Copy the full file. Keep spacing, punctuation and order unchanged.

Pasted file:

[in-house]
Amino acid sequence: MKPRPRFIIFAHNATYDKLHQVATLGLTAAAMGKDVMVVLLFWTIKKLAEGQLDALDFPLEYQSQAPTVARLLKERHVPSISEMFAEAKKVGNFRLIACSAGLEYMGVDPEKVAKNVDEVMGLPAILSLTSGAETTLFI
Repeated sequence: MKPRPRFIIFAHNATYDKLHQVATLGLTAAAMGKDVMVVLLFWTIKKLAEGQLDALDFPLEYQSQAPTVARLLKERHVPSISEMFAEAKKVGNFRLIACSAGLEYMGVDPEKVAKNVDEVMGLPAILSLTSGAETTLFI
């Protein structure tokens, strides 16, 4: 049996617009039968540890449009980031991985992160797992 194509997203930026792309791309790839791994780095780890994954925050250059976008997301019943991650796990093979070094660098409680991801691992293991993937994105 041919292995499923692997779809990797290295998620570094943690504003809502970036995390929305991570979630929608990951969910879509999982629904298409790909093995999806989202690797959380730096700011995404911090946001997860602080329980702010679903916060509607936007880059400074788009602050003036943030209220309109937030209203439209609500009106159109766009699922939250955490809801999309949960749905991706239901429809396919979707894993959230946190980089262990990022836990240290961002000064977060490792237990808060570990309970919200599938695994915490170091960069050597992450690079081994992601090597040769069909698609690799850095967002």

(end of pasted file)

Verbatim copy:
[in-house]
Amino acid sequence: MKPRPRFIIFAHNATYDKLHQVATLGLTAAAMGKDVMVVLLFWTIKKLAEGQLDALDFPLEYQSQAPTVARLLKERHVPSISEMFAEAKKVGNFRLIACSAGLEYMGVDPEKVAKNVDEVMGLPAILSLTSGAETTLFI
Repeated sequence: MKPRPRFIIFAHNATYDKLHQVATLGLTAAAMGKDVMVVLLFWTIKKLAEGQLDALDFPLEYQSQAPTVARLLKERHVPSISEMFAEAKKVGNFRLIACSAGLEYMGVDPEKVAKNVDEVMGLPAILSLTSGAETTLFI
């Protein structure tokens, strides 16, 4: 049996617009039968540890449009980031991985992160797992 194509997203930026792309791309790839791994780095780890994954925050250059976008997301019943991650796990093979070094660098409680991801691992293991993937994105 041919292995499923692997779809990797290295998620570094943690504003809502970036995390929305991570979630929608990951969910879509999982629904298409790909093995999806989202690797959380730096700011995404911090946001997860602080329980702010679903916060509607936007880059400074788009602050003036943030209220309109937030209203439209609500009106159109766009699922939250955490809801999309949960749905991706239901429809396919979707894993959230946190980089262990990022836990240290961002000064977060490792237990808060570990309970919200599938695994915490170091960069050597992450690079081994992601090597040769069909698609690799850095967002």